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The question is:

If $a,b,c$ are negative distinct real numbers,then the determinant $$ \begin{vmatrix} a & b & c \\ b & c & a\\ c & a & b \end{vmatrix} $$ is $$(a) \le 0 \quad (b) \gt 0 \quad (c) \lt 0 \quad (d) \ge 0 $$

My strategy: I identifed that the matrix is a circulant hence the determinant can be expressed in the form of $-(a^3 + b^3 + c^3 - 3abc)$ which implies that $-(a+b+c)\frac{1}{2}[(a-b)^2 + (b-c)^2 + (c-a)^2]$ hence $(-)(-)(+) \gt 0$ but the answers says it is $\ge 0$, so can we have three $a,b,c$ such that the answer is $0$ ?

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What happens if a=b=c? – Martin Sleziak Apr 11 '11 at 14:21
@Martin:The questions says that $a,b$ and $c$ are distinct negative numbers,so can a=b=c ? – Quixotic Apr 11 '11 at 14:23
Sorry, I should have read the question more carefully. – Martin Sleziak Apr 11 '11 at 14:25
@Martin:It's alright,happens to me all the time :) – Quixotic Apr 11 '11 at 14:30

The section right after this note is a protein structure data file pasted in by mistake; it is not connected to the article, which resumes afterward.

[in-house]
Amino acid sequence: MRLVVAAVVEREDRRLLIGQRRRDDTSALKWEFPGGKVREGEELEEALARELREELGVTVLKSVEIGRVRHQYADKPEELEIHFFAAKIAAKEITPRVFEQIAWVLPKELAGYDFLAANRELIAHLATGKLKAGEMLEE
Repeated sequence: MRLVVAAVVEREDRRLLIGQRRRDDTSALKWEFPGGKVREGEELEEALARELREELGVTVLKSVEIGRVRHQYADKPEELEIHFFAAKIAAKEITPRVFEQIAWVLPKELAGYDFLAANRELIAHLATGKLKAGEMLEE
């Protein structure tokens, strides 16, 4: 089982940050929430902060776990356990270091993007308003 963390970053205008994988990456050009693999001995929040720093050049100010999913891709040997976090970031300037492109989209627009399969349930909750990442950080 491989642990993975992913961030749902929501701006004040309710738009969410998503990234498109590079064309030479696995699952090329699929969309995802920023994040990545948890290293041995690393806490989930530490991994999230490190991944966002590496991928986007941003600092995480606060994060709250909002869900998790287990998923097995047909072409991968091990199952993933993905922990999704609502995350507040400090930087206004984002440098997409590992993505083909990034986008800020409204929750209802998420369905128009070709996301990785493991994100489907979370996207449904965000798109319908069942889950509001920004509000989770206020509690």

up vote 4 down vote accepted

If you require $a, b, c$ distinct, no. The term $a+b+c$ can't be $0$ as they are all the same sign and the other term is a sum of squares which can only be $0$ if $a=b=c$.

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Exactly, so the correct answer should be (b) right? – Quixotic Apr 11 '11 at 14:25
I agree with you. Maybe the author forgot about "distinct". – Ross Millikan Apr 11 '11 at 14:28
+1,thanks :-) – Quixotic Apr 11 '11 at 14:29

Consider the equation:

$$(a^3 + b^3 + c^3)/3 = abc$$

as expressing the equality of the arithmetic and geometric means of $a^3,b^3,c^3$. By a well known result this is only possible if the three cubes are equal. So, no, we cannot get them distinct and have the determinant be zero.

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I knew this result but it never really occur to me till now to use it here,thanks and +1 :-) – Quixotic Apr 11 '11 at 14:33
@Debanjan: Yes, just going a different route! Your solution (embedded in the question) already shows that something less than all three distinct suffices to give a nonzero result, i.e. all three must be equal to reach zero. – hardmath Apr 11 '11 at 14:53

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